Thirty minutes later we watched on one of the many monitors that displayed runners crossing a timing mat a quarter mile from the transition tent where finishing runners hand off their team’s race bib to the next runner.  Our team, “Aspen Extreme”, popped up on the screen and I hustled to meet Aaron returning from the green course.  I’m our team’s number two runner in the sequence of eight team members and am assigned the yellow course as the first of my three loops.  

As I headed out on the yellow course, I imagined what it will be like for my teammates who will run this course later that evening in the dark. I wondered what it will look like early the next morning as the sun comes up.  It occurred to me that each us will have a different experience over the 20 hours. I’ll do the mid-distance lowest elevation course in the heat of the afternoon, while others will do it in the cool dark evening.  As I returned on the yellow course I saw my teammate Josh Snyder waiting for me with his red course bracelet to receive the race bib handoff.  Josh then handed off to Jake and so on through eight runners.  We will continue this rotation through the afternoon and into the evening. 

At around 9pm it was my turn again to run the green course this time.  I grabbed the green slap bracelet, my headlamp, and headed with my posse to the transition tent.  There are two bonfires and people roasted marshmallows on sticks provide by Ragnar, they know how to make it fun!  A movie projected onto a screen for those passing the time in the village throughout the evening.  The monitor alerted us to our arriving team member, and I scrambled to the tent.  This time I head out onto the green course lit by my headlamp.  The experience is much different at night, it’s dark, like really dark.  Even with the brightest of lights, your focus is much narrower and more acute on the trail in front of you, I even saw a field mouse run ahead of me for a moment in my head lamp. 

Every minute or so, another Ragnar course sign appeared in my headlamp reassuring me that I’m on the course.  Occasionally I encountered other runners but was alone a lot too. I finished the green course, handed off the bib and Josh began the yellow course.  I headed to wake Jake for his midnight run on the red course.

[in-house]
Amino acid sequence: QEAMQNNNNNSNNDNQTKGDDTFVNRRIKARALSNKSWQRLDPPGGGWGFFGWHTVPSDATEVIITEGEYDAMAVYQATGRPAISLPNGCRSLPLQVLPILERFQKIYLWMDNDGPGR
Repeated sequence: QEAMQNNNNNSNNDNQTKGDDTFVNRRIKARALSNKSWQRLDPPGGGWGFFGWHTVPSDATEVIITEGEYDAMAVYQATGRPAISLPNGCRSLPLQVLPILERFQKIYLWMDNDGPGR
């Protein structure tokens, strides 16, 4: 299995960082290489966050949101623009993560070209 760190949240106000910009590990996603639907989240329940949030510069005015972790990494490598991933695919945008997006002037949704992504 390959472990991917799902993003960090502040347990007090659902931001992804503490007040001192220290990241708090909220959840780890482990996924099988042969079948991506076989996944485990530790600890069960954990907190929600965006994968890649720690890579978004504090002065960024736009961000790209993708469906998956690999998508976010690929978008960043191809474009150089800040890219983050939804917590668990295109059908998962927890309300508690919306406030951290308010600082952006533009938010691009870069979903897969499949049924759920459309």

My last run began at 4:30 am on the red course.  The course started up a steady uphill climb on a bike path and then followed a road for 2.5 miles before transitioning to a single-track trail.  The sun rose as the trail followed the ridge with breathtaking view of Snowmass and the Ragnar village far below.  Along the trail there were beautiful wildflowers and shrubbery to help you appreciate what a privilege it is to live in Colorado.  

Confession #4 – I stopped and took about a half dozen pictures along the way.   I kept plugging away uphill for another mile before tipping back downhill. 

It was 11am Saturday and our team “Aspen Extreme” waited at the finish line for our final runner to arrive. The seven of us including team captain Patrick Brannon have run a collective 114 miles in the twenty-hour journey to this point.  As our last runner arrived, we all ran behind him through the finish line to celebrate as a team.  We survived the 24 loops, 120 miles and 17,000 feet of climbing.  We escorted team members to the start, cheered for each other kept each other company for the past 36 hours.  After posing for our team picture, we do some damage in Ragnar store and head back to breakdown camp.

With the story of the weekend told again through the words on this page, I confess (confession #5) that I feel a bit sad that the weekend is over. I also feel content.  I feel like I accomplished something pretty hard and made some great friends along the way.  I also feel excitement for the chance to do it again next year.  If you’ll allow one more confession, (this will make #6) I specifically asked Race Director, Amber Hardesty if they Ragnar would be here next year because I can’t wait to do it again.

Hope to see you at Ragnar Aspen in 2022!